POTTERS-BAR, a hamlet, in the parish of South Mimms, union of Barnet, hundred of Edmonton, county of Middlesex, 3 miles (N. N. E.) from Barnet. A district church, dedicated to St. John, was built in 1835, chiefly at the expense of the late G. Byng, Esq.; the living is in the gift of the Bishop of London, and has a net income of £170. There is a place of worship for Baptists.
Potters-Pury (St. Nicholas)
POTTERS-PURY (St. Nicholas), a parish, and the head of a union, in the hundred of Cleley, S. division of the county of Northampton, 2½ miles (N. W.) from Stony-Stratford; containing, with the hamlet of Yardley-Gobion, 1651 inhabitants, of whom 962 are in Potters-Pury hamlet. The parish is situated on the borders of Buckinghamshire, and is intersected by the Grand Junction canal, and by the roads from Stony-Stratford to Daventry and to Northampton; it comprises 2815a. 3r. 11p. of land. Some of the inhabitants are employed in the manufacture of black and coloured laces, shawls, &c. Wakefield Lodge, here, is the property of the Duke of Grafton, as hereditary ranger of Whittlebury Forest, and is visited by his grace during the hunting-season. The living is a discharged vicarage, valued in the king's books at £8. 6.; net income, £116; patron, Earl Bathurst; impropriator, the Duke of Grafton, who holds upwards of 300 acres of glebe land, with a house, besides land in the parish of Cosgrove, in lieu of tithes. The church is a fine old edifice with a well-proportioned tower. There is a place of worship for Independents; and a school for boys is conducted on the national plan. The poor-law union comprises 15 parishes or places, 11 of which are in the county of Northampton, and 4 in that of Buckingham; and contains a population of 9794.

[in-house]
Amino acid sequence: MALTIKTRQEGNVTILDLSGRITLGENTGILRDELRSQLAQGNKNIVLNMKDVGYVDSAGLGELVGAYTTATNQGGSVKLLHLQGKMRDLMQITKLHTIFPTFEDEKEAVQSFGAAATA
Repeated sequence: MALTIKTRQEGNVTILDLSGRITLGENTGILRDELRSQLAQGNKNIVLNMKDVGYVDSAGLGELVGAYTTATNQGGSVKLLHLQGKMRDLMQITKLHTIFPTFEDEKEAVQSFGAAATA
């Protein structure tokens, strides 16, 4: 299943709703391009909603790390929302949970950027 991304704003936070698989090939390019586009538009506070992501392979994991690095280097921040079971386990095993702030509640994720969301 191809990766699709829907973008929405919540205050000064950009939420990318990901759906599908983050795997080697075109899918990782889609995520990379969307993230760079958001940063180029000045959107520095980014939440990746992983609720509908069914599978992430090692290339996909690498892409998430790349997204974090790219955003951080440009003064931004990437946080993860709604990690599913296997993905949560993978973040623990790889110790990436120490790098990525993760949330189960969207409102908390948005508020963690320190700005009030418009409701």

POTTO, a township, in the parish of Whorlton, union of Stokesley, W. division of the liberty of Langbaurgh, N. riding of York, 5¼ miles (S. W.) from Stokesley; containing 148 inhabitants. It was anciently possessed by the Meinells, lords of Whorlton, from whom it descended to the D'Arcys, and afterwards to the Strangeways; in the reign of Edward I. the place gave name to a resident family, who at one time held lands here of the see of Canterbury. The township is situated on a branch of the river Leven, in the northern part of the parish, and near the road from Stokesley to Thirsk. The tithes have been commuted for £127. 4. payable to the impropriators, and £9. 4. to the perpetual curate.
Potton (St. Mary)